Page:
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How does hormonal contraception affect HIV therapy?

Unanswered questions about how contraceptive hormones interact with the immune system and with antiretroviral (ARV) drugs have raised concerns about the response to ARV therapy among HIV-infected women using hormonal contraception.

Until recently, no research had addressed these concerns. But one study, conducted among 154 HIV-infected women participating in the largest prospective study of the impact of HIV HIV (Human Immunodeficiency Virus), either of two closely related retroviruses that invade T-helper lymphocytes and are responsible for AIDS. There are two types of HIV: HIV-1 and HIV-2. HIV-1 is responsible for the vast majority of AIDS in the United States.  infection on U.S. women, found that hormonal contraceptive use did not reduce the effectiveness of the combinations of three or more different ARV drugs known as highly active antiretroviral therapy Noun 1. highly active antiretroviral therapy - a combination of protease inhibitors taken with reverse transcriptase inhibitors; used in treating AIDS and HIV
drug cocktail, HAART
 (HAART HAART highly active antiretroviral therapy.
HAART Highly active antiretroviral therapy, triple combination therapy AIDS The concurrent administration of 2 nucleoside reverse transcriptase inhibitors–eg, AZT and 3TC, and a protease
). (1)

Researchers compared the effects of HAART among 77 hormonal contraceptive users and 77 non-users participating in the Women's Interagency HIV Study The Women's Interagency HIV Study (WIHS) is a program created in August 1993 "to investigate the impact of HIV on women in the U.S." [1] The study focuses on the unique issues of women's health as it is effected by the AIDS epidemic.  (WIHS WIHS AIDS A clinical trial–Women's Interagency HIV Study ). Members of the two groups were matched for age, ethnicity, and pretreatment pretreatment,
n the protocols required before beginning therapy, usually of a diagnostic nature; before treatment.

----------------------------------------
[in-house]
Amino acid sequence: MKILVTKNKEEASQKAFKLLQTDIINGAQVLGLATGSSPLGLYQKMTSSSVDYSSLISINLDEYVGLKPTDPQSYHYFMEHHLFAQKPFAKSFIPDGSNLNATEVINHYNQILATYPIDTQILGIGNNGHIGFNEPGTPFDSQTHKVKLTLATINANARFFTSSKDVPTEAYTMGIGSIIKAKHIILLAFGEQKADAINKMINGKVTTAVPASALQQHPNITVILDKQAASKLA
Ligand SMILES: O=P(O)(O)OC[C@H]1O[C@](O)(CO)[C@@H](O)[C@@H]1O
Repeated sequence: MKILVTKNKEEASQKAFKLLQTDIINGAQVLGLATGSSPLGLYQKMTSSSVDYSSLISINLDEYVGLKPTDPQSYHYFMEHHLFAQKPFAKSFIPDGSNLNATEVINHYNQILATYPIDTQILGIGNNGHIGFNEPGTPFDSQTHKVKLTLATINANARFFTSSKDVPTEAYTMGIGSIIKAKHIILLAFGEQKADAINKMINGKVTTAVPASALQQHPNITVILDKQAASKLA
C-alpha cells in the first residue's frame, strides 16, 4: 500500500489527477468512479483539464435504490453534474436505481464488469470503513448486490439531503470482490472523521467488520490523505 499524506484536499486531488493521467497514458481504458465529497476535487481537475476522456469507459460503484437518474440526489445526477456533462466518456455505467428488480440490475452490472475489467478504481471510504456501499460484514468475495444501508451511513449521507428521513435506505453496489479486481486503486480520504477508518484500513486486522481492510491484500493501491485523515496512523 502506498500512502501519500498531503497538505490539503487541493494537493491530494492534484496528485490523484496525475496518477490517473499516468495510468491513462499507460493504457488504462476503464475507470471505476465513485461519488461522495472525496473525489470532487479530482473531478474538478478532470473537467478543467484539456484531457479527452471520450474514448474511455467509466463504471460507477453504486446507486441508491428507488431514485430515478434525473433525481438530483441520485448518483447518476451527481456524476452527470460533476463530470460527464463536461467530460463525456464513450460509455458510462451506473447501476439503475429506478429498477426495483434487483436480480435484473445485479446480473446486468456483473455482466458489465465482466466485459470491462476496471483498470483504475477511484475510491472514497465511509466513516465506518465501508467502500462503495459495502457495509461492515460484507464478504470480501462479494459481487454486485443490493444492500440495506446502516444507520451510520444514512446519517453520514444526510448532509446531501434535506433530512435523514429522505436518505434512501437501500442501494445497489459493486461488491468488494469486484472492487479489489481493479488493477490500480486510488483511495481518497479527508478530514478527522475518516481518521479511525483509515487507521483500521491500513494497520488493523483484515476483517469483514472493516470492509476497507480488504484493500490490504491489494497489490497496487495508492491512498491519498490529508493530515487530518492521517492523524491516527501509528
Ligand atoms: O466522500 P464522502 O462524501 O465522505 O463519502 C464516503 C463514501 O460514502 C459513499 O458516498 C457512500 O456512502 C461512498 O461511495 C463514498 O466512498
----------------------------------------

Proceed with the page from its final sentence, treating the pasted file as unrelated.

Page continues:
pretreatment estimate,
n See predetermination.
 measures of HIV disease progression (the number of CD4+ immune system cells per cubic millimeter of blood and the level of HIV in the blood).


The analysis revealed no statistically significant differences in immunologic or virologic responses to therapy between women who had been using hormonal contraceptives when they began HAART and non-users. Similar percentages of women in both groups experienced increases in CD4+ cell counts and decreases in viral load to undetectable levels. Moreover, the duration of hormonal contraceptive use before HAART initiation did not affect these positive responses to the therapy.

"The relatively low use of hormonal contraception among WIHS participants limited the statistical power of our study, and therefore our ability to detect very small effects on treatment response," cautions Dr. Stephen Gange, an author of the study, WIHS principal investigator, and associate professor of epidemiology at Johns Hopkins University Johns Hopkins University, mainly at Baltimore, Md. Johns Hopkins in 1867 had a group of his associates incorporated as the trustees of a university and a hospital, endowing each with $3.5 million. Daniel C.  Bloomberg School of Public Health, Baltimore, MD, USA. "We also need additional data to assess whether long-term exposure to hormonal contraceptives influences the effectiveness of ARV therapy."


(1) Chu J, Gange SJ, Anastos K, et al. Hormonal contraceptive use and the effectiveness of highly active antiretroviral therapy. Am J Epidemiol 2005;161(9):881-90.
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Author:Shears, Kathleen Henry
Article Type:Clinical report
Date:Jun 22, 2007
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